Do you know who said: "I've always acted alone like the cowboy . . . the cowboy entering the village or city alone on his horse . . . He acts, that's all."
John Wayne? Ronald Reagan? Alan Ladd?
Nope. Henry Kissinger made this remark to the late Italian journalist Oriana Fallaci, during a 1972 interview, although her style more closely resembled an interrogation, which often prompted intriguing answers.
Nevertheless, Kissinger's remark, in his own way, perpetuated the myth of the lone cowboy as the reality of the west.
Much of the perception of the American West was shaped by stories that presented a mostly romanticized view, pitting cowboys against Indians, and lawmen against outlaws. Even though most writers today offer more compelling and realistic views of the Old West, it's difficult to breakdown the barriers of perception.
Novelist Jory Sherman, the Western Writers of America's 2013 recipient of the Owen Wister Award for Lifetime Contributions to Western Literature, contends that "As long as they label our books westerns" publishers are "locking us into a sub-genre that does not appeal to wider markets."
He believes such stories should be called American novels, and many labeled as mainstream.
"We are the only country in the world that has a West. The western is our Native American literature. We have an exclusive on the West and it’s the richest part of American history. And, the books should not be confined to a certain locale or time period."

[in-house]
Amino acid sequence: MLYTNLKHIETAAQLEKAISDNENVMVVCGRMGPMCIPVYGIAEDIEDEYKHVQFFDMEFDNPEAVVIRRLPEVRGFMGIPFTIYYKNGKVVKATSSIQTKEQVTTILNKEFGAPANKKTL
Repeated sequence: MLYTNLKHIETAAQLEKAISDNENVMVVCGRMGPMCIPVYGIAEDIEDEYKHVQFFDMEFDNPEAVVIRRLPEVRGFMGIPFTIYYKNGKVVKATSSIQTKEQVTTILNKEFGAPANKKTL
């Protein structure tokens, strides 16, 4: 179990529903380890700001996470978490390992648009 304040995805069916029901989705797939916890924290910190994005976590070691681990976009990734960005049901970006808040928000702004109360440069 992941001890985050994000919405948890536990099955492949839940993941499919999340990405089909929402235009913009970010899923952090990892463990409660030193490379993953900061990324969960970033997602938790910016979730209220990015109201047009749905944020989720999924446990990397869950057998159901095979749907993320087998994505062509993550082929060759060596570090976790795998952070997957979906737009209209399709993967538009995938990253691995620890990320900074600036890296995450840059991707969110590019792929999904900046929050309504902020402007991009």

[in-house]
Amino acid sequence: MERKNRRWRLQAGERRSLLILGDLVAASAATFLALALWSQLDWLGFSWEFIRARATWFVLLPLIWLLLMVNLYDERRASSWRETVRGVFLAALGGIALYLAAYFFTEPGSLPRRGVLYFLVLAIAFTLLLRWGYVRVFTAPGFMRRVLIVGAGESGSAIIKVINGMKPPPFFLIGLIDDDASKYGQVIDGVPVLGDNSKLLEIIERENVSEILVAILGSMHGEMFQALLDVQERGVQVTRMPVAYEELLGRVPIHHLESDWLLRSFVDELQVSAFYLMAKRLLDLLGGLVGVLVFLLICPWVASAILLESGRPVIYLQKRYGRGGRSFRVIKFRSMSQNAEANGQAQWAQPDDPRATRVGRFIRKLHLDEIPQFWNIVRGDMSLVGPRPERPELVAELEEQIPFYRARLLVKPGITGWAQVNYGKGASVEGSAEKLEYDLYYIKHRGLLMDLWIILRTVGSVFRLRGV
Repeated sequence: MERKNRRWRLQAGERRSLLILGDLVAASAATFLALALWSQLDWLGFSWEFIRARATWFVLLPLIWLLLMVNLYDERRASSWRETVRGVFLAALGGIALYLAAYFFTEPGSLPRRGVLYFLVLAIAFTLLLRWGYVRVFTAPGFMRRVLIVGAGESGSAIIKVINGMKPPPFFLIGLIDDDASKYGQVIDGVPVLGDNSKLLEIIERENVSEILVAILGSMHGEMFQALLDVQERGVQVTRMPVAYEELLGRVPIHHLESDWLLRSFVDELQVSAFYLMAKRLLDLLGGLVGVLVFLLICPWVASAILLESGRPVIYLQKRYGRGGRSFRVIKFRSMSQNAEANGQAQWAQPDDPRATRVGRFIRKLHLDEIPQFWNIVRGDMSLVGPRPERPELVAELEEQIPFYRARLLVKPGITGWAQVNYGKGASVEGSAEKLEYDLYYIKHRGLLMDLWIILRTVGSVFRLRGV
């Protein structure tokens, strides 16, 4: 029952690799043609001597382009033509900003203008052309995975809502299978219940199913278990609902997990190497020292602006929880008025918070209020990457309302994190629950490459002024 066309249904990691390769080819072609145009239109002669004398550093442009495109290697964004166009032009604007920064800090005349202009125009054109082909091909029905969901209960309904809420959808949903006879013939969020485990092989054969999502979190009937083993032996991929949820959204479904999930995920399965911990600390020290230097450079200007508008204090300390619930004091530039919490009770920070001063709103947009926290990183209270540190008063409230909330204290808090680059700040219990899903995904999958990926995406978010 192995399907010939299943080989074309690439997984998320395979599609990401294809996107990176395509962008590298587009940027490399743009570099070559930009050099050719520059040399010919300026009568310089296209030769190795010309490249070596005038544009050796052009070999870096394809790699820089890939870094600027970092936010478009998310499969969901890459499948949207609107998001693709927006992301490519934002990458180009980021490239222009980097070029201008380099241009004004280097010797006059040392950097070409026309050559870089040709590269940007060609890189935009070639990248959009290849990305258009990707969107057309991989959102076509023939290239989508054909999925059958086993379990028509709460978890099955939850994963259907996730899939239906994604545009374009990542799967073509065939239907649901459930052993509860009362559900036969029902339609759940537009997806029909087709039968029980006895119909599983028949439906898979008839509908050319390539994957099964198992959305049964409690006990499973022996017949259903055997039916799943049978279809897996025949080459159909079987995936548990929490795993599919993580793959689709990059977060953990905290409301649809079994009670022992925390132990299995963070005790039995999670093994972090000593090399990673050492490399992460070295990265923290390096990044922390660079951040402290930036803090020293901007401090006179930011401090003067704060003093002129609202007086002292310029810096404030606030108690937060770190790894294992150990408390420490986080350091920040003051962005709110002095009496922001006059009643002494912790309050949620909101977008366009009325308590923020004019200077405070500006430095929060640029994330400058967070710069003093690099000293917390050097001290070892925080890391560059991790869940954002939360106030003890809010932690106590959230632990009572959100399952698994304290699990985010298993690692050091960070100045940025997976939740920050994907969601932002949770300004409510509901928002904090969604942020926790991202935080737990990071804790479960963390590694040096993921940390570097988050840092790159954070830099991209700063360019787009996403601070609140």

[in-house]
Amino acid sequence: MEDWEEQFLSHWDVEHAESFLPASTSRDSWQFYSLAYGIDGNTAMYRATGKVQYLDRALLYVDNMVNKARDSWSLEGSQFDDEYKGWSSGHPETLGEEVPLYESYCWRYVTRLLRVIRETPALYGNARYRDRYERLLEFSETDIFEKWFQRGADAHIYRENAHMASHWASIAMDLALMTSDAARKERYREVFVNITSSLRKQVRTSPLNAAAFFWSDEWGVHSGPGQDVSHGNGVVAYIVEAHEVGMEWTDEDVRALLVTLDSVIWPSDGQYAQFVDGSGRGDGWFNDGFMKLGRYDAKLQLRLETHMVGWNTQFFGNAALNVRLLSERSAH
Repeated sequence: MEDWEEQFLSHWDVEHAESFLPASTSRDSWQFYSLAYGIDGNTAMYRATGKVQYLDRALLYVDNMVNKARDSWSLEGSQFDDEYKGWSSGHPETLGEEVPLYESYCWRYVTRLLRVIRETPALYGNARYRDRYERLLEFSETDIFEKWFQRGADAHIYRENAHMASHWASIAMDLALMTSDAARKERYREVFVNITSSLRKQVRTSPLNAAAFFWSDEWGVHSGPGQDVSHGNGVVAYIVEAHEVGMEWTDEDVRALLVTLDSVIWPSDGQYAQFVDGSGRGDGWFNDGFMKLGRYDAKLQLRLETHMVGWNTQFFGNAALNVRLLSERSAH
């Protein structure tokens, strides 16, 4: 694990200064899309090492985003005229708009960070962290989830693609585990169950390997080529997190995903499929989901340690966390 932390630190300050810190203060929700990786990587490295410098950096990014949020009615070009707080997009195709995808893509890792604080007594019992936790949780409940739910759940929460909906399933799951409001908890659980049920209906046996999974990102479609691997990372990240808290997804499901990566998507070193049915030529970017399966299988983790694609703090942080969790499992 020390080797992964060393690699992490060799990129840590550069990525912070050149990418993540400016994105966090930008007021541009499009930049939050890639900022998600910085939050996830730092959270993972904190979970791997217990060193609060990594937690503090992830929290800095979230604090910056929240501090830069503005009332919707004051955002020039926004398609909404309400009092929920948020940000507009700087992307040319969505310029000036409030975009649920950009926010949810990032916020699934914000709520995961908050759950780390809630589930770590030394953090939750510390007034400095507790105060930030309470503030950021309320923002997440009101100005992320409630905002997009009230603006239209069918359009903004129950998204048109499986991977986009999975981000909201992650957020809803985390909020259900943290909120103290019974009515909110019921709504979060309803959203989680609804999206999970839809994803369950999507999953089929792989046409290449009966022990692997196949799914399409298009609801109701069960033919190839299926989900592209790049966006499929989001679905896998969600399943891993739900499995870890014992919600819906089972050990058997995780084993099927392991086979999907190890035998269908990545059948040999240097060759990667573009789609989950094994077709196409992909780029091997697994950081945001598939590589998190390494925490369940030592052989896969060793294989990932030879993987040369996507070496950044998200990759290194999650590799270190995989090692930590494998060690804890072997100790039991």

Using Jory Sherman's comments as a benchmark, several authors and author-publishers were asked to respond to three questions:
- How limiting is the Western classification in attracting new readers to the genre?
- How much merit is there to changing, or re-defining, the name of the genre and would it make a difference in attracting new readers?
- Would expanding the appeal of the Western involve more than changing the genre classification?
Rebecca J. Vickery, Author & Publisher, Western Trail Blazer
In the minds of most new readers, if you say Western they think only of gunfights, Indian wars, or trail drives.
This in itself is pretty limiting as to which new readers would be attracted.
And in using the same style covers and the same style blurbs, how are new readers to know that these Westerns are exciting, well told, and worth their time?
Parents, many teachers, and politicians often discourage young people from reading Westerns because the stories contain guns and violence, can be racist toward Native Americans and blacks, are often a bit religious, and most contain some lessons on morality.
At Western Trail Blazer, we've had some success in attracting new readers by adding sub-genres to the classification of Western - Western Romance, Paranormal Western, Contemporary Western, Historical Western, Western Adventure, Traditional Western, etc.
But as a publisher, when we upload books, the classification choices are limited and we are often stuck with Western as the only choice, which fits.
Changing the name of the genre Western as a whole might help, but readers might also feel misled, or that it was another publishing marketing trick, and it could backfire. My recommendations to expand the appeal of the Western to new readers are fairly simple: